The Ask Musicians For Music (AM-FM) Act of 2019, H.R. 5219, was introduced by Rep. Jerrold Nadler (D-NY 10), chairman of the House Judiciary Committee. The bill has also been introduced in the United States Senate as S. 2932 by Senator Marsha Blackburn (R-TN), a member of the Senate Committee on the Judiciary. The bill, promoted by the AFM and the Music First Coalition, of which President Hair sits on the executive board, helps the AFM keep it’s promise to fight for a performance right in terrestrial radio.
It gives creators control of their own content by simply requiring broadcasters to obtain permission before transmitting content owned by another person. The concept of “giving one’s OK before their work can be played” is in place on all music listening platforms, except for terrestrial radio. It’s only fair that this principle be applied for radio as well. A summary of the bill can be found at www.Musicfirstcoalition.org.
H.R. 5219 and its companion bill S. 2932 came about through cooperative principles developed between the Music First Coalition and Chairman Nadler’s office. With the president’s enactment of the Music Modernization Act on October 11, 2018 (Public Law No: 115-264), the AFM and its coalition partners have come full circle in our efforts to look out for the rights of artists who previously were disenfranchised by broadcasters—broadcasters who performed creators’ music while at the same time earning billions of dollars over the years in advertising profits at the expense of artists whose music they used without compensation.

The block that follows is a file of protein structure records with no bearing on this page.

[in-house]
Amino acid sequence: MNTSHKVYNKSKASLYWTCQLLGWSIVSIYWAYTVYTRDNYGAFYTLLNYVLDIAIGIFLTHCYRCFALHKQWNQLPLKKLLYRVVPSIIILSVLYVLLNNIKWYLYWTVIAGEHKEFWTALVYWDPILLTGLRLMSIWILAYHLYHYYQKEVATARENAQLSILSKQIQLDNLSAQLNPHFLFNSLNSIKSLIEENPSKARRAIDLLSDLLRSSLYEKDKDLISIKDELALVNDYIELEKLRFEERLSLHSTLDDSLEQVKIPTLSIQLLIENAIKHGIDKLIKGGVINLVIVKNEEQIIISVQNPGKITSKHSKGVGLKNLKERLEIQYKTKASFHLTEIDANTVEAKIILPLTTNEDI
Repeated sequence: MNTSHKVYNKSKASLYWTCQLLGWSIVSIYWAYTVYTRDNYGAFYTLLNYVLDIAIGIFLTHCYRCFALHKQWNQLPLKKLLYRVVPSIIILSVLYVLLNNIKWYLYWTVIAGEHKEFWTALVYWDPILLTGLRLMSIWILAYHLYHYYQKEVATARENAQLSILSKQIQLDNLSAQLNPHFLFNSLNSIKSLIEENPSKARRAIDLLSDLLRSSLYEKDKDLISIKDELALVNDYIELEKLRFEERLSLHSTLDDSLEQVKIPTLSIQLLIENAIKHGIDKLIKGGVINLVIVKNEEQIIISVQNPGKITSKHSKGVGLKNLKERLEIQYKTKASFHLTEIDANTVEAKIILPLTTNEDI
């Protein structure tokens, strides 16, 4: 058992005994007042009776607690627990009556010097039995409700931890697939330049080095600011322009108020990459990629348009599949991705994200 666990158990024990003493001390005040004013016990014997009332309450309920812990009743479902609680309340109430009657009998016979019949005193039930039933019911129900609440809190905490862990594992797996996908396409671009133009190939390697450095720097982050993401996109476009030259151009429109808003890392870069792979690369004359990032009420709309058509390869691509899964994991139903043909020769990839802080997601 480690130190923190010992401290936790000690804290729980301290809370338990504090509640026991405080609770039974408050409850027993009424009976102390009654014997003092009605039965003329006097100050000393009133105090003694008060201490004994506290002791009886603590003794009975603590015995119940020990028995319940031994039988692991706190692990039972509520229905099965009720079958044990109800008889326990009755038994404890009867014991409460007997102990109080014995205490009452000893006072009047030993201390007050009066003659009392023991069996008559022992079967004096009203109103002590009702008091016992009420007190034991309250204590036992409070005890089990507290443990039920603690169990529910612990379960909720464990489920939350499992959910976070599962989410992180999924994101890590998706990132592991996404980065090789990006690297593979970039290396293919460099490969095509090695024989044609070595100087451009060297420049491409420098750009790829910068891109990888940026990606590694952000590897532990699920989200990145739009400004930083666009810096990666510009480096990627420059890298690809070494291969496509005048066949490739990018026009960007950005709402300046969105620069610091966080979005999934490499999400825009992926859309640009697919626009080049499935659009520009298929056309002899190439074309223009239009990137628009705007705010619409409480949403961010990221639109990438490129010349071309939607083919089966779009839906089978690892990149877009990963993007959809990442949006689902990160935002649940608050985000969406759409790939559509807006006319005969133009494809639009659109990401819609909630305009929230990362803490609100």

“This bipartisan bill guarantees that music creators have a protected property right. It requires broadcasters to get permission from copyright owners before they transmit recordings over the air,” says SoundExchange CEO Michael J. Huppe. “It sets the table for meaningful marketplace negotiations and ends the current market distortion in our laws that forces artists to subsidize the multi-billion-dollar FM radio broadcast industry. I applaud Senator Blackburn and Chairman Nadler for their continued commitment to ending this egregious inequity for American music creators.”
Both bills not only fight for fairness from large broadcasters, they also protect small, public, college, and other non-commercial stations.
Many artist/creators were concerned that with the extensive focus on passage of the Music Modernization Act, Congress would not have the will to turn around another significant piece of copyright legislation so quickly. It should be noted that this is another copyright legislative introduction by Music First, especially with a busy Judiciary Committee legislative calendar.
A grassroots campaign has already started, and we are asking AFM members to step up and participate. Passage of this legislation could prove to be lucrative for AFM members whose music is performed on this platform. Information is coming soon about how you can actively participate so that you can help ensure passage of this important piece of legislation.